America (West Side Story song)

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America” is a well known song from the musical West Side Story. Stephen Sondheim wrote the lyrics and Leonard Bernstein composed the music.

In the original stage version, Anita — the most important female character after Maria and the girlfriend of Bernardo, the leader of the Sharks — praises America while a fellow Puerto Rican immigrant, Rosalia, supports Puerto Rico. This version of the song deprecates the island and highlights the positive qualities of American life (“I’ll drive a Buick through San Juan/If there’s a road you can drive on”). The irony of this supposedly pro-American number, however, is its vibrantly Hispanic musical style, with Latin percussion, complex cross-rhythm and Spanish guitar.

In the 1961 film version, Anita, played by Rita Moreno, still sings in favor of the United States while Bernardo, played by George Chakiris, replies with corresponding criticisms of America and American anti-immigrant prejudice, especially against Puerto Ricans (“Life is all right in America/If you're all white in America”). Some of the original song’s disparagement was removed.

In 2004, this version finished at No. 35 in AFI’s 100 Years…100 Songs survey of top tunes in American cinema.

The song employs a mixed meter:

"I like to be in A-mer-i-ca" from West Side Story.
27 second sample from the original Broadway casting of "West Side Story".

Problems playing this file? See media help.

The alternating bars of 6
(six eighth-notes in two groups of three) with 3
(three quarter-notes) (similar to a bulería) is a distinctive characteristic of the song. This rhythm has been called both a hemiola and a habanera but is not really either. The two bar-types alternate and are not superposed, as in a hemiola. The alternation is comparable with the “Habanera” from “Carmen”, but “America” lacks the distinctive characteristic underlying rhythm of the habanera form.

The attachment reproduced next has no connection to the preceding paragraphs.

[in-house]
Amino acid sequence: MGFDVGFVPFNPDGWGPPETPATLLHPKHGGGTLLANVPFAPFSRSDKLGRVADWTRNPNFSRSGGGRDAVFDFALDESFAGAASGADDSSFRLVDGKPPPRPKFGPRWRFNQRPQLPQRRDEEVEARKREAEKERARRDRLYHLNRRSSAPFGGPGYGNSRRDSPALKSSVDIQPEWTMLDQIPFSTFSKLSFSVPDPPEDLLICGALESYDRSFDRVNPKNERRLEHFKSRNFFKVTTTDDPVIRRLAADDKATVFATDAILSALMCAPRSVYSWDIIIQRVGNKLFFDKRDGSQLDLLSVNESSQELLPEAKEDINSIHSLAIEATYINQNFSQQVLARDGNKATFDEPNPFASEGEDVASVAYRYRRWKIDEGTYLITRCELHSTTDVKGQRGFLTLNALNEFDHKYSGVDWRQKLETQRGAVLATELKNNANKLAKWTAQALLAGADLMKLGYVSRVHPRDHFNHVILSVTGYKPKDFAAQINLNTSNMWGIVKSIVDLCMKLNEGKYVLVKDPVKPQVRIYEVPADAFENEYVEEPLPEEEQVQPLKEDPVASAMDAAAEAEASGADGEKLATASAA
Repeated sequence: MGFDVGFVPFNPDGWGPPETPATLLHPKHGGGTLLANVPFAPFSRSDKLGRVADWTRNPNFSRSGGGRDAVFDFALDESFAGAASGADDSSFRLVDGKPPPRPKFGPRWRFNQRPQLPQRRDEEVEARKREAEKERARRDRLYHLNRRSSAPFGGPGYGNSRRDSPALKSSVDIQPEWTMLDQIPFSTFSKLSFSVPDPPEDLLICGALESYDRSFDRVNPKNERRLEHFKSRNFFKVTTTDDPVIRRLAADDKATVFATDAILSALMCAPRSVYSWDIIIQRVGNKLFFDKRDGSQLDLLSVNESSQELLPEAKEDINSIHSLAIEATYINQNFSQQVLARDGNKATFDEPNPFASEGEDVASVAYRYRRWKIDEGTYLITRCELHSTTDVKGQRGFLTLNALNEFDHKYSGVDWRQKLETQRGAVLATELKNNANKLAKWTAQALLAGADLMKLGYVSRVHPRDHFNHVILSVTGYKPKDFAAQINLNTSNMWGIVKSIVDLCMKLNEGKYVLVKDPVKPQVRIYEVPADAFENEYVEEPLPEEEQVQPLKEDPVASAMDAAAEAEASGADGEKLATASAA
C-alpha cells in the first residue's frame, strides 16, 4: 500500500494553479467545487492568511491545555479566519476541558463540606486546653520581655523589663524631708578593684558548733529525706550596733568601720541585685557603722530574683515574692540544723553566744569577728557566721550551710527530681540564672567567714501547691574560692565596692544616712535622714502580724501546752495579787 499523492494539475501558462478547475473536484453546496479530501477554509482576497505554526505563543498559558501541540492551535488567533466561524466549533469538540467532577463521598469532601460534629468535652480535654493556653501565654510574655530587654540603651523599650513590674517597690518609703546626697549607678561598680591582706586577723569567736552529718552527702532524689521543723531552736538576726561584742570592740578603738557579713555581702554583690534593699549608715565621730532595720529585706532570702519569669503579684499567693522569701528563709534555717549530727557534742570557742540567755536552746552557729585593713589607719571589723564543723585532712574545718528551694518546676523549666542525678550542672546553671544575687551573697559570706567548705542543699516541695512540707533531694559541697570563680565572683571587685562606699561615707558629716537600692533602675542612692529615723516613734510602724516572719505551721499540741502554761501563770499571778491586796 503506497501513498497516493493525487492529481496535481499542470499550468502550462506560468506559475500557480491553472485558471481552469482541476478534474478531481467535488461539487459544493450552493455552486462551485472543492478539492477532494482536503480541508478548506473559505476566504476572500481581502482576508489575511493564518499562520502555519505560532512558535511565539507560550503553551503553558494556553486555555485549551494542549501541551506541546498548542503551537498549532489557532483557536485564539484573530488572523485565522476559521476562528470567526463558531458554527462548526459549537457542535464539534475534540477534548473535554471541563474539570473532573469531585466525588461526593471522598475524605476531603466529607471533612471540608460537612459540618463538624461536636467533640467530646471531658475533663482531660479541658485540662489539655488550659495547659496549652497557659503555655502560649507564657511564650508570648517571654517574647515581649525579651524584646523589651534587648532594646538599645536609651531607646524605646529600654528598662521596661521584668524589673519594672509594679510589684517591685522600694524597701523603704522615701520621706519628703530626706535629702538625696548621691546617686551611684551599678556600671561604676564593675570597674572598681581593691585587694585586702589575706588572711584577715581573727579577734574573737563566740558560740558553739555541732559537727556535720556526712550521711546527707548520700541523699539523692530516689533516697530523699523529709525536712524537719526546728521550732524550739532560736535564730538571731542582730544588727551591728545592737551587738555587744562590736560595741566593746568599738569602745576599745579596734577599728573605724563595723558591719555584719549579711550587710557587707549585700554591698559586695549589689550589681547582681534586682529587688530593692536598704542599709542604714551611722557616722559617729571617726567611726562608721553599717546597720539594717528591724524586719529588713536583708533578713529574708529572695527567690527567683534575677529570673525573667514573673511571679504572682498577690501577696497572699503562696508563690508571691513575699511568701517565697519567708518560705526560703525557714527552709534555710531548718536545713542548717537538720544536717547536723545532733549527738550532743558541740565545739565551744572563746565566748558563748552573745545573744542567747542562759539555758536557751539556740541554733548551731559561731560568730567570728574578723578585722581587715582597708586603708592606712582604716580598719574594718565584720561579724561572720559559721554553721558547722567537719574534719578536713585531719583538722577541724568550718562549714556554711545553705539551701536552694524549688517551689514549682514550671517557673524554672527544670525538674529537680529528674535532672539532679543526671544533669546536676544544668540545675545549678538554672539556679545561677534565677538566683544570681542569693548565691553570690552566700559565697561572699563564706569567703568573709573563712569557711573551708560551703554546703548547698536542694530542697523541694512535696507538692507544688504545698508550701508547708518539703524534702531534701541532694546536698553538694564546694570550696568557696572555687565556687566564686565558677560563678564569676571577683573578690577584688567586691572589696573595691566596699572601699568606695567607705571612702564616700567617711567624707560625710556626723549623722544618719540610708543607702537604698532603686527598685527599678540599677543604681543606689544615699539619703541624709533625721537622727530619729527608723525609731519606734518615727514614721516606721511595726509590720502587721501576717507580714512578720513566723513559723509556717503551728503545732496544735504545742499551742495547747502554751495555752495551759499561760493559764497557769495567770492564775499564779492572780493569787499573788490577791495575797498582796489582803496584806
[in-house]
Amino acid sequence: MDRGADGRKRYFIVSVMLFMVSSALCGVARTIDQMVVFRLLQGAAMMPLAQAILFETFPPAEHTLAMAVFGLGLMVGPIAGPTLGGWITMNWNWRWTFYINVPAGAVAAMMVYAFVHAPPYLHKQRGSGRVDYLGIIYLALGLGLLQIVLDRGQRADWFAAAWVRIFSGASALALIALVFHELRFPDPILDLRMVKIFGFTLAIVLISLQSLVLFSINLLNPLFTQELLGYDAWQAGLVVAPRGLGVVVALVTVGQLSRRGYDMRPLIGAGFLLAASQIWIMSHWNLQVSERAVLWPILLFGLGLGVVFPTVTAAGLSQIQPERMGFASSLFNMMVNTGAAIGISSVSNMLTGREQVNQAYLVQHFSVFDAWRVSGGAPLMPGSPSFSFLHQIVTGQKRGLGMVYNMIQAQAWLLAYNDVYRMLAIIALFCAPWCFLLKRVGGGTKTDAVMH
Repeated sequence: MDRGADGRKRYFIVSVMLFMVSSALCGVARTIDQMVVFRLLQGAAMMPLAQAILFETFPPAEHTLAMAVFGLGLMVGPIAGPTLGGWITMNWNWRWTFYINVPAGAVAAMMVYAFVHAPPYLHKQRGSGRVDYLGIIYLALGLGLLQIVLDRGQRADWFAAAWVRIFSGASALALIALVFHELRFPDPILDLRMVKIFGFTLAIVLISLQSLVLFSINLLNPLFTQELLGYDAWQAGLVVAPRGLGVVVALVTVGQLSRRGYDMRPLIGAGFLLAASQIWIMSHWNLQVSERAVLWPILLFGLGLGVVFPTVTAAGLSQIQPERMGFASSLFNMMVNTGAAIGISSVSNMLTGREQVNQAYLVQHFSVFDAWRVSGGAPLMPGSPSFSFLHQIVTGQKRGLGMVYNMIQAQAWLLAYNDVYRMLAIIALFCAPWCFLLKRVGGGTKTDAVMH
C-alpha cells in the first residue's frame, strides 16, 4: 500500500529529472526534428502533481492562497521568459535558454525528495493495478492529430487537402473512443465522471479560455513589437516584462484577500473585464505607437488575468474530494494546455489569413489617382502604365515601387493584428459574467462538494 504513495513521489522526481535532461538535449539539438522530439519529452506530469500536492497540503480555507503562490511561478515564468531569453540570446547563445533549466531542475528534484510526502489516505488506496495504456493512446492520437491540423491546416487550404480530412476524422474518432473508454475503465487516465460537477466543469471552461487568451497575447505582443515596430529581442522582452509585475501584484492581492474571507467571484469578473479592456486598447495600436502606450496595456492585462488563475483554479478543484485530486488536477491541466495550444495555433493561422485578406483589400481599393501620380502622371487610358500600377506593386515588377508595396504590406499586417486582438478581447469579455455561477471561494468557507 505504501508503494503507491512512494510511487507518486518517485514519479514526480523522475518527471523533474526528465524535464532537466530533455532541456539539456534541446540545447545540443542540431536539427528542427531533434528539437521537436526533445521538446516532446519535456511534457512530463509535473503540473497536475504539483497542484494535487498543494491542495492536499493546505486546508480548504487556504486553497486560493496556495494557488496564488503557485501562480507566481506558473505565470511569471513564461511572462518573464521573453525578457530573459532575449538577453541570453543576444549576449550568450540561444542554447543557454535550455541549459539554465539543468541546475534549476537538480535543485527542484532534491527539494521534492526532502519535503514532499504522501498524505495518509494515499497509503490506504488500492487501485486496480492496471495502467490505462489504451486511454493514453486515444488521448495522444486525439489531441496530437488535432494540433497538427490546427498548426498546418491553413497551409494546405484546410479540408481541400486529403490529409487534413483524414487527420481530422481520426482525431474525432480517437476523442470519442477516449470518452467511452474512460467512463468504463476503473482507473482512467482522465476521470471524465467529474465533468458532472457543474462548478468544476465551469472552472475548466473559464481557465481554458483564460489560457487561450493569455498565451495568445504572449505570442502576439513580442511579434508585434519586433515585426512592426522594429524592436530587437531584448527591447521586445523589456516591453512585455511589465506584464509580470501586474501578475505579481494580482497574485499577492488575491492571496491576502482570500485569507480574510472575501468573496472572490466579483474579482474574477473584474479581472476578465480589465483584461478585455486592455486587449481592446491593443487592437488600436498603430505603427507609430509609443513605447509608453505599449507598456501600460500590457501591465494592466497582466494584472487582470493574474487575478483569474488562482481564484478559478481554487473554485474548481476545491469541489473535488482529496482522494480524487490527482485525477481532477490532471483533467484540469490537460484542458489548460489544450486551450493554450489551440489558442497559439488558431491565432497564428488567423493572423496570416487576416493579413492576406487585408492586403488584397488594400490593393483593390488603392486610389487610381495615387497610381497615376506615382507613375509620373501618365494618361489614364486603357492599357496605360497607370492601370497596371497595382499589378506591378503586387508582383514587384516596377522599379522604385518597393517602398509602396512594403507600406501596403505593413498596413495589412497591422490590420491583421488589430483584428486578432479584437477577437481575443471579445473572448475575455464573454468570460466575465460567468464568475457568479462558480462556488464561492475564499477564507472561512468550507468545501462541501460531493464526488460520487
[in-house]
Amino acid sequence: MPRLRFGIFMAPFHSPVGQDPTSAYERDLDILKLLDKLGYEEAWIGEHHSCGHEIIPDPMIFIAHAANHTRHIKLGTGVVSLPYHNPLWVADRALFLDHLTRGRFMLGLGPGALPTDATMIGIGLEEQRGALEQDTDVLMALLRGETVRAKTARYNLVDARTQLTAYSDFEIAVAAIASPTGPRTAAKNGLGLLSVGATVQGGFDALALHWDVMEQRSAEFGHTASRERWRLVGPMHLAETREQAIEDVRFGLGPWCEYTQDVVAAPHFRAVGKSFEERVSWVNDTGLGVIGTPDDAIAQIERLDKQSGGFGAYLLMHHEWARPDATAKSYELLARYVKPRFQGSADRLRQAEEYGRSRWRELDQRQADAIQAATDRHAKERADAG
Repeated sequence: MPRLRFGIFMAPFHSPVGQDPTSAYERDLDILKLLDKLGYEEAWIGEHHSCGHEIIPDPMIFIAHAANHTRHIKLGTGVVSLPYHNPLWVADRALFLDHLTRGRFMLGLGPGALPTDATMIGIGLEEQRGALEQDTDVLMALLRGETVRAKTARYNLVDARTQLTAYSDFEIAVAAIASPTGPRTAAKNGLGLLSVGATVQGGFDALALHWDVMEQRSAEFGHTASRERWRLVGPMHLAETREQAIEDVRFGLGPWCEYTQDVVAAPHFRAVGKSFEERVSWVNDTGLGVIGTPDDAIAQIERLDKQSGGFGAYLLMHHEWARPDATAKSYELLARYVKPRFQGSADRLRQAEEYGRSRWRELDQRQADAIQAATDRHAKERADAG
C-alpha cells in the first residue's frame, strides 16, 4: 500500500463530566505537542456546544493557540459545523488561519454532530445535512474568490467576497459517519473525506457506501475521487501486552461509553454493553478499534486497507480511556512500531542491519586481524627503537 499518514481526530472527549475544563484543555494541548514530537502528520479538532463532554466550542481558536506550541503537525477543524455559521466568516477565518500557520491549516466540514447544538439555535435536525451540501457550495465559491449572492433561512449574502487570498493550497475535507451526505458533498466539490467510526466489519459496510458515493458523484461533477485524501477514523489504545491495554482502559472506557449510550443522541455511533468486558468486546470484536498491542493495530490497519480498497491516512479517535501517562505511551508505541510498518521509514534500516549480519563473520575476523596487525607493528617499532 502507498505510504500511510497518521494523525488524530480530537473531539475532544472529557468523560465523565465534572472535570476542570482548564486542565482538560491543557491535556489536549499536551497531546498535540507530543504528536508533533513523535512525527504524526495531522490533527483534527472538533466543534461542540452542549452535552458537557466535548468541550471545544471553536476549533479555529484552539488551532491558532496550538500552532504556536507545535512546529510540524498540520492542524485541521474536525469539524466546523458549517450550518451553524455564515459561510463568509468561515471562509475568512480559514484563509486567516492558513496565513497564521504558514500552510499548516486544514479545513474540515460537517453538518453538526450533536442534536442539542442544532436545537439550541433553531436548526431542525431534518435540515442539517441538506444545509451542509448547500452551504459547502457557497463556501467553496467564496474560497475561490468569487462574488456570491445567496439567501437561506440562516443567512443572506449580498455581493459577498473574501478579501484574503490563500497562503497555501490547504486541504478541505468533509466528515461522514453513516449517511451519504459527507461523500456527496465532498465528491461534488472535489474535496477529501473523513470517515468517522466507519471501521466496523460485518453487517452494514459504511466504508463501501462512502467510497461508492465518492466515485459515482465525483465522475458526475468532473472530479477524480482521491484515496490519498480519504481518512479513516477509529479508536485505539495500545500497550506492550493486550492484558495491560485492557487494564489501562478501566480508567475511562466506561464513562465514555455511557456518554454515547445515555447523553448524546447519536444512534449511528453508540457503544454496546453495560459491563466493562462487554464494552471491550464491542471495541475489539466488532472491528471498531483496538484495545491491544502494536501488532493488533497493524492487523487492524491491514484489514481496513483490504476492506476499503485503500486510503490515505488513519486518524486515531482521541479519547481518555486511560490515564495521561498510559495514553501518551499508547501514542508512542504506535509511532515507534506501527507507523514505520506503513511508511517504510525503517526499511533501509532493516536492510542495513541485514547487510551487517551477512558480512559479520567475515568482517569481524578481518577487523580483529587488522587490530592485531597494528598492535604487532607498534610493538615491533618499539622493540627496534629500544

The composer’s tempo instruction is “Tempo di Huapango”.

Cover versions[edit]

An instrumental version, with the signature rhythm reduced to a uniform 4
, was released in 1963 on Volume 2 (Herb Alpert's Tijuana Brass album).

Trini Lopez covered "America" in 1963 for his debut album At PJ's.

In 1968, Keith Emerson, then in The Nice, covered this song as their second single. This version featured the main theme playing against a straight 4
beat, also including pieces of Dvořák's New World Symphony, then changing in the middle to 6
for improvised guitar and organ solos. Emerson later folded the melody into a great many of his jams including the 14-minute "Finale (Medley)" on the 1993 Emerson, Lake & Palmer release Live at the Royal Albert Hall which also featured musical themes from "Blue Rondo à la Turk", a jazz standard composed by Dave Brubeck. The band Metallica also incorporated a few bars from the song in the opening riff from their song, "Don't Tread on Me." The "America" melody again featured prominently in a 1986 jam with Paul Shaffer on Late Night with David Letterman.

Dr. Teeth and The Electric Mayhem performed an instrumental rendition on a 1979 episode of The Muppet Show before being interrupted by various Muppets from other countries.

A version of this song was performed by the in-house band and singers to introduce a 2012 episode of the Polish version of Name That Tune, Jaka to Melodia?, complete with a set of dancers.

Usage in popular culture[edit]

A theme from "America" was referenced by John Williams for his celebratory For New York, composed in 1988 for Bernstein's 70th birthday gala.[1]

In 2011, the song was covered by the cast of musical comedy television series Glee in the fifth episode of the third season, "The First Time" (aired on November 8), with character Santana Lopez (portrayed by Naya Rivera) on the lead.[2]

In 2003, the song was used in advertisements for Admiral Insurance though with different lyrics.

Conservative talk radio host Howie Carr plays a snippet of the song, "Everything free in America!" when the subject of welfare for illegal aliens comes up.


External links[edit]